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At least we knew it was Anthony Weiner tweeting, right?

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There will probably never come a day that we aren't reminded of former Democratic Rep. Anthony Weiner when we think about politicians using Twitter. And for that, I am grateful.

A story in The Hill today looks at how ambiguous lawmakers in Congress are about divulging whether they themselves are tweeting or if it's a lowly intern or some other sad sack in their office.

Only 14 members of the House and 12 senators include a line in their bios that indicate whether a tweet is written by the lawmaker or a member of his or her staff. Those numbers include two accounts that put “press” in their Twitter account name and five that credit the account to “the office of” the lawmaker.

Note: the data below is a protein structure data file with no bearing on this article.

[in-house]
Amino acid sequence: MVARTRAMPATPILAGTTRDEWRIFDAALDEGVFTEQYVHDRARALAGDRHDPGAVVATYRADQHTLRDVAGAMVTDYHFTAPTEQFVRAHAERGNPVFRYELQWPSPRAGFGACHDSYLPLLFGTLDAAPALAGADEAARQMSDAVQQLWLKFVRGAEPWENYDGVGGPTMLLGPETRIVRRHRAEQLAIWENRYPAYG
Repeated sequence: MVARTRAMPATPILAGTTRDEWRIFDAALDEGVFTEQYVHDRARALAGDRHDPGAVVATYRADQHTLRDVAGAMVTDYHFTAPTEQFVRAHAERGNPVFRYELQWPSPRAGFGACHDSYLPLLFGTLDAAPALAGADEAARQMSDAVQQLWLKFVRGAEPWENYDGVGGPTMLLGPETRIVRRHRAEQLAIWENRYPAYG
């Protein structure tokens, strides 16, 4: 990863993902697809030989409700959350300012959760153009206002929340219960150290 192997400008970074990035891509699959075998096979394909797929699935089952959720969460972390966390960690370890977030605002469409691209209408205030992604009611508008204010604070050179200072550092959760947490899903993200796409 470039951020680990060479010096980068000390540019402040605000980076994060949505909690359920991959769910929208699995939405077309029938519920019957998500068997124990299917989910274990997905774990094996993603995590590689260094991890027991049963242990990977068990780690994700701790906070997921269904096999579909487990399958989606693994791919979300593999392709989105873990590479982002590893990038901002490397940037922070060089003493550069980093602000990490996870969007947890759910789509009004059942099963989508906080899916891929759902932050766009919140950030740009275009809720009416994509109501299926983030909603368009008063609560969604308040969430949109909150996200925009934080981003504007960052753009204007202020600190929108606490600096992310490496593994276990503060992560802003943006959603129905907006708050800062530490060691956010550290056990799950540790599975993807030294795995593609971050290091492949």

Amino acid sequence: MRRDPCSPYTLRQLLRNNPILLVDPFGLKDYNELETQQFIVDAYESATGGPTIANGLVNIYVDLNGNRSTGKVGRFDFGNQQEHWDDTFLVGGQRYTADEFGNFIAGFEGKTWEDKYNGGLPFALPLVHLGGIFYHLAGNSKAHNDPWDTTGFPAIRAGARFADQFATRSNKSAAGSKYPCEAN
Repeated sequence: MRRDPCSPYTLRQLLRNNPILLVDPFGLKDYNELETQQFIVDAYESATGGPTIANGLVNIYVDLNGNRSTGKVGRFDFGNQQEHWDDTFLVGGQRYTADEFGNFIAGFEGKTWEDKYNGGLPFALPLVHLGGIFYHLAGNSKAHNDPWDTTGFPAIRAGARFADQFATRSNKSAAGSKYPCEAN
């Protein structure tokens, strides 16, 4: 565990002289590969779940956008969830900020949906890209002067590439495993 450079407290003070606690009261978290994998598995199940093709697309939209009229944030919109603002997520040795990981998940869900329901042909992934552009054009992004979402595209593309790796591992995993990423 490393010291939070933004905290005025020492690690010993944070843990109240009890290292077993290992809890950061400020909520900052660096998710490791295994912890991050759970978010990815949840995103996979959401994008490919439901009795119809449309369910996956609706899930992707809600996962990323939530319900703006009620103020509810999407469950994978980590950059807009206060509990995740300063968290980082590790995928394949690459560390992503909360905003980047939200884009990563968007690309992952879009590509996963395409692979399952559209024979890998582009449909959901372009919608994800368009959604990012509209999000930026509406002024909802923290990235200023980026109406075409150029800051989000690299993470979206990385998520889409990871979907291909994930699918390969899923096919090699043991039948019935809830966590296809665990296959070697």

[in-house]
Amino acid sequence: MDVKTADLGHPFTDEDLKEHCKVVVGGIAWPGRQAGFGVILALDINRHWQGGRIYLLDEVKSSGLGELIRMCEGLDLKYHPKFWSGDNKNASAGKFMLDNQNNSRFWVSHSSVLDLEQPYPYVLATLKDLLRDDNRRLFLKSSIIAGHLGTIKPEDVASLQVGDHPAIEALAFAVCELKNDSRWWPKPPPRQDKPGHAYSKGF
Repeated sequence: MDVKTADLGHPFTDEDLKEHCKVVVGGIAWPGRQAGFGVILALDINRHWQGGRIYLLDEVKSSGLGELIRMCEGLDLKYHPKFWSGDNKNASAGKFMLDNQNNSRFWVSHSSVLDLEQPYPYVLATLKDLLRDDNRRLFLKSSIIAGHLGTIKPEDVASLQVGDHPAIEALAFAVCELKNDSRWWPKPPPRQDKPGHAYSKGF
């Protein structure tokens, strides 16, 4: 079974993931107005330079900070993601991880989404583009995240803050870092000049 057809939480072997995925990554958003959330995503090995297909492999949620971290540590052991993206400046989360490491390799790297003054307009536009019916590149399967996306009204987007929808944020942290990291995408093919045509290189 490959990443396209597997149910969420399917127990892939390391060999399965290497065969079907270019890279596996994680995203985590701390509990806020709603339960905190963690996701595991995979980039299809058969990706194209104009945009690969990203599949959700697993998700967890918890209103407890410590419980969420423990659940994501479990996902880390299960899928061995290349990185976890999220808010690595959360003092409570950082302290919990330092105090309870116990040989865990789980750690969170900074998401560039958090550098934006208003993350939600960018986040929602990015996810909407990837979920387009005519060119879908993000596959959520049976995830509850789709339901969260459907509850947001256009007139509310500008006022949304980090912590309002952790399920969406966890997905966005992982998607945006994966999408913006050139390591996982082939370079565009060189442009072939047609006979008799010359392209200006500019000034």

A social media expert is quoted in the article saying Twitter is "often squandered by using it as a PR tool" rather than as a way for more direct communication between politicians and constituents.

...As if people really want to talk with their representatives over Twitter. We've all learned it's not the smartest way to communicate.

[The Hill]

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